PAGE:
The Minister of State for Education, Honourable Chukwuemeka Nwajiuba, made this known when FLL national championship winners emerged recently.

The Federal Government has clarified that the online learning programme introduced for schools in response to COVID-19 pandemic is based on the approved curriculum by the Nigerian Educational Research and Development Council (NERDC).

Minister of State for Education, Chukwuemeka Nwajiuba, who made the clarification in Abuja while responding to questions at the Presidential Task Force briefing on COVID-19 also urged parents to help by ensuring that their children benefit from the learning opportunities provided by the initiative.

The closure of schools nationwide by the Federal Government as one of the measures to prevent the spread of the coronavirus pandemic has put over 41 million children in basic education level in Nigeria at learning risk.

This necessitated the adoption of the online learning by the Federal Ministry of Education, being coordinated by the Universal Basic Education Commission (UBEC) in conjunction with the States Universal Basic Education Boards (SUBEBs) to deliver lessons to primary and secondary school children at the comfort of their homes.

The Minister of State for Education explained that while timetable for online classes in all the states of the federation has been developed, the ministry will also upload on its webpage content-appropriate strategies and content for continuous learning that will allow pupils, teachers and schools to utilize flexible and remote or home-based learning, including homework/assignments, reading material, radio, TV, online content and internet-based learning.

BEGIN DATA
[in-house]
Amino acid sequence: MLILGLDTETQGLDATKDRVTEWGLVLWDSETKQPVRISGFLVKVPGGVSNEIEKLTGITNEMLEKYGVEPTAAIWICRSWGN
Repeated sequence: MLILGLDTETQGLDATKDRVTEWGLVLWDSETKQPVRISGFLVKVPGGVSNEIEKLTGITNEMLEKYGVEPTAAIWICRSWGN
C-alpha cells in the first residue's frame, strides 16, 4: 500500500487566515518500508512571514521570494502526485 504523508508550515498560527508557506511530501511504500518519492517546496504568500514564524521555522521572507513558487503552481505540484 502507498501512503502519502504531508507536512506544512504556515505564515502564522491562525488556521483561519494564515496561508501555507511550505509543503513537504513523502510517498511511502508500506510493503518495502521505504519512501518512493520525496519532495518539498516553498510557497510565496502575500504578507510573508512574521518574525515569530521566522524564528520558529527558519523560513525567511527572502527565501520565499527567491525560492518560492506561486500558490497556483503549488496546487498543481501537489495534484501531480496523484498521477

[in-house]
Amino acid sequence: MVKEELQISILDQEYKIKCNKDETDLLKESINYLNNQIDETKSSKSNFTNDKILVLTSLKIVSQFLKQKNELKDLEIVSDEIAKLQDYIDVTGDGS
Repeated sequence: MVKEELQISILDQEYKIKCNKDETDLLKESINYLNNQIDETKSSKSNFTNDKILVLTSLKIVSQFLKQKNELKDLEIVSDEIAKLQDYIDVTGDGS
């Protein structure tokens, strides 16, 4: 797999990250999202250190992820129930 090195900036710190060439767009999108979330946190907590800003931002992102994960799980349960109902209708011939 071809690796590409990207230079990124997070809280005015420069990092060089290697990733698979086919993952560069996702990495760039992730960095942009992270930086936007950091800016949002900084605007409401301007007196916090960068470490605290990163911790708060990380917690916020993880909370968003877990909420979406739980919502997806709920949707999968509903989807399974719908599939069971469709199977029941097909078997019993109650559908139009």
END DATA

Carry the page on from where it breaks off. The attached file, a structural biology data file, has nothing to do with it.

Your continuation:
Just as some stakeholders have raised concerns about reaching the pupils in rural areas, Nwajiuba admitted that this was a major challenge in adopting virtual learning in Nigeria, saying, however, that the ministry is exploring the use of the Nigerian Television Authority and Federal Radio Corporation of Nigeria to bridge the gap.

He further explained that the online learning could be real time or the resources could be downloaded and kept to learn at one’s pace.

Nwajiuba said: “All parents should please, help us. At the point where we are now, we are asking that students can learn online. We have made a lot of provisions for that. At the Ministry of Education, the Directorate of ICT has opened a portal and in conjunction with UBEC, as a coordinating agency.

“Minister of Education, Malam Adamu Adamu, the Permanent Secretary, Sonny Echono, and the operators in the ministry agreed that UBEC will anchor an alliance with all the SUBEBs in all the states that we fund, to buy into a programming.

“What is happening now is that about 14 states have already commenced learning via different channels that are available in their states, mostly radio and local TV.

“What they are running is an approved NERDC curriculum. This is ongoing at the moment. Not all the states have started the programme, but Anambra, Lagos, among others with programming time.

“We believe that those who are in private primary, secondary schools are already doing something like that. We are also available to them to key into the things that we have. All our platforms are available to them. From the national here, every resource we have is available to everybody.

“We are also looking at what is required at the level of tertiary education. Most private universities already have something of online platforms with which they learn. We are also making resources available to assist them.”

He commended all those who have contributed in one way or the other, from content providers to online networking agencies, platform providers – MTN, Glo, 9-Mobile and Airtel.

He said, “Everybody is throwing whatever they have at us and we are willing to absorb all of that to make them available to address any form of limitation anyone is having.”

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